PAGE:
White Gold (TSXV: WGO; US-OTC: WHGOF) has found near-surface gold mineralization on its Betty gold project in Yukon’s White Gold district after drilling shallow, rotary air-blast holes on the property during its mid-2018 exploration campaign. White Gold drilled more than 1,800 metres across 28 holes on six target areas at Betty in 2018. It also collected 916 soil samples, surveyed 103 sq. km with light detection and ranging, and mapped and prospected.
“In terms of a phase-one reconnaissance approach, it was successful,” White Gold CEO David D’Onofrio says in an interview with The Northern Miner.
“Once we find something prospective we bring in either an RC drill or a diamond drill,” he says.
Betty lies 145 km southwest of Dawson City. It sits on a 12 km trend of anomalous gold-in-soil grading up to 7.3 grams gold per tonne associated with both intrusion-related and structurally controlled gold targets. It’s one of 34 properties in the company’s White Gold district portfolio, which covers 4,230 sq. km, or 40% of the district.
The company found the mineralization along the eastern extension of the Coffee Creek fault. The fault hosts Goldcorp’s (TSX: G; NYSE: GG) Coffee gold deposit, which contains 36.9 million proven and probable tonnes grading 1.4 grams gold for 1.67 million oz. gold.
White Gold’s best intercept at Betty came from its Ford target, where it cut 1.08 grams gold per tonne over 50 metres from 5 metres downhole, including 2.24 grams gold over 9 metres from 20 metres downhole. The company has drilled 504 metres at Ford to depths of less than 100 metres across six holes covering a 220-by-160-metre area. The company designed the drill campaign to follow up on a series of west-trending structures in the area.
The 950-by-200-metre Ford target sits in the centre of the Betty property. Gold-in-soil samples collected by White Gold at Ford have graded as high as 2 grams gold.
At the project’s White target, White Gold cut gold mineralization in every hole, with results from trace to 3.61 grams gold. The company drilled 605 metres across seven holes to depths of less than 100 metres, along 670 metres of strike length, in the middle of the soil anomaly. The company has traced the gold mineralization to 90 metres below surface. It remains open along strike and at depth.
The White target sits 730 metres south of Ford, down a hill. It’s a 150 metre by 2 km northeast-trending zone where gold-in-soil samples taken by White Gold have graded as high as 1.3 grams gold.
The company is planning exploration for mid-2019. It will put together a proposal for its partners, Agnico Eagle Mines (TSX: AEM; NYSE: AEM) and Kinross Gold (TSX: K; NYSE: KGC), which each own 20% of White Gold, just like it did at the beginning of 2018.
White Gold was formed in 2016 when prospector Shawn Ryan brought his portfolio of White Gold district properties to PowerOne Capital Markets, a Toronto-based, boutique merchant bank.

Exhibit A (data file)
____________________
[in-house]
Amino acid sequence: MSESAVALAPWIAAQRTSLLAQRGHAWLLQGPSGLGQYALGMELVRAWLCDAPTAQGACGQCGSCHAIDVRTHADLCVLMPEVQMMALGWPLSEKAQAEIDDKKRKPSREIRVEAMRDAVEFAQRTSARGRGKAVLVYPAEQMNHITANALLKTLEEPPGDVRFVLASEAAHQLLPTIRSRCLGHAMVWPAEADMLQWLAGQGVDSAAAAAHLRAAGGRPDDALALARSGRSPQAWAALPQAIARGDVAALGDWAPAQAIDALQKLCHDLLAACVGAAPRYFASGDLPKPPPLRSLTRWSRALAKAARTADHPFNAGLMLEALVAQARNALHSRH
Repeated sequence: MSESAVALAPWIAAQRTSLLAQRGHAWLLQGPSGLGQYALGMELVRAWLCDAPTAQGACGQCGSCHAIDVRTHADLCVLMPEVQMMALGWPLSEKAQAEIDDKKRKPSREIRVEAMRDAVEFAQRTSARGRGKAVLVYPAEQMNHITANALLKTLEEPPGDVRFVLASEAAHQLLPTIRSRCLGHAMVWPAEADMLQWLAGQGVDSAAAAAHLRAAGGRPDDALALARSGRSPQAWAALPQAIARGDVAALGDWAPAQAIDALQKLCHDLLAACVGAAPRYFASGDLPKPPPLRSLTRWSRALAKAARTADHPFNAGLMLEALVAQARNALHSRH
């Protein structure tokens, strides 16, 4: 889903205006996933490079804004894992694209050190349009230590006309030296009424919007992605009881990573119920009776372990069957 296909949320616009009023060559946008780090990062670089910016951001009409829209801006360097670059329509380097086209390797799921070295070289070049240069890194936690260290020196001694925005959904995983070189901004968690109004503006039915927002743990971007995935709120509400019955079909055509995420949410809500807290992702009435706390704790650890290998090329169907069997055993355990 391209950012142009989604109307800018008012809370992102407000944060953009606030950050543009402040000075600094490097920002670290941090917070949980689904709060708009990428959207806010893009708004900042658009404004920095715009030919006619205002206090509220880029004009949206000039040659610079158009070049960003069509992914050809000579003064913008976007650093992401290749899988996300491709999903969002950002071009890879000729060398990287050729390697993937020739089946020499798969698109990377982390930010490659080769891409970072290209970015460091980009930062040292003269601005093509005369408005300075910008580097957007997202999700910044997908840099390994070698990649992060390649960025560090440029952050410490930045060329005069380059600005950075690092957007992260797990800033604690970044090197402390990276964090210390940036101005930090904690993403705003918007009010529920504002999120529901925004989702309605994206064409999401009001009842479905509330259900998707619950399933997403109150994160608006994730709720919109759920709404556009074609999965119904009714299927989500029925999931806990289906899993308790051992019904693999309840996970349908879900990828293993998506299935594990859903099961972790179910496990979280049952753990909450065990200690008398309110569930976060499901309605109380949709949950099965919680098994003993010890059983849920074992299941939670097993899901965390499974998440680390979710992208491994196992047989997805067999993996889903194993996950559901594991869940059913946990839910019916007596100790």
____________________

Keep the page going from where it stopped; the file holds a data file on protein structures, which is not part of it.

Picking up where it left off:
He had begun prospecting the area more than 10 years before, staking claims and then optioning the district to several explorers. One became the Coffee deposit, developed by Kaminak Gold before Goldcorp bought it. Another, the White Gold property, went to Underworld Resources, which was bought in 2010 by Kinross in a $139-million, friendly takeover. It hosts the Golden Saddle deposit, which now has more than 960,000 oz. gold in the indicated category.
Most of the properties would eventually return to Ryan, however.
During the last downturn in the market, many of the smaller companies couldn’t make their option payments. As a result, their properties defaulted back to Ryan — along with the data from their own exploration.
“Shawn came to PowerOne and said he needed three years to do his preliminary exploration,” D’Onofrio says. “He said he thought he could cover the package of exploration for $15 million, and asked if we would be interested in backing him on that basis.
“We called a bunch of the majors who we were close with and selected Agnico to be our partner. They invested $15 million for 20% of the company.”
He says White Gold then started operating like a major. It didn’t need to rush to drill targets or drum up excitement to raise money. Instead, it did more geochemical and structural work.
In 2017, it reached out to Kinross, asking them to roll their White Gold project back into White Gold and become a 20% owner and equal partner with Agnico. Kinross agreed.
In 2018, it started step-out diamond drilling on the White Gold property, finding high-grade gold mineralization 2 km east along trend of Golden Saddle at a target called Ryan’s Showing. The discovery hole cut 20.64 grams gold over 6.1 metres from 84 metres downhole.
It also found gold mineralization at the Vertigo target on its JP Ross property. Following up on results from a GT Probe, the company cut 22.47 grams gold over 31 metres, including 59.3 grams gold over 3 metres from surface.
The company uses the GT Probe instead of trenching. It gives White Gold a sample of the first foot or so of bedrock, with minimal ground disturbances. It’s a technology developed by Ryan’s GroundTruth Exploration, where Ryan’s wife, Cathy Wood, is a director.
White Gold is waiting on more exploration results from its JP Ross and White Gold gold properties. It intends to keep growing Golden Saddle this year, while diamond drilling Vertigo and Betty. It will continue reconnaissance drilling, soil sampling and structural work across the district.
“Things really couldn’t be going better,” D’Onofrio says. “The government’s supportive, the First Nations who we work very close with have been fantastic, we’ve got two majors who are partners — and exploration wise, we made four discoveries in one season, which even exceeded our own expectations.”
Shares of White Gold are trading at $1.59 in a 52-week range of 54¢ to $2. The company has a $183-million market capitalization.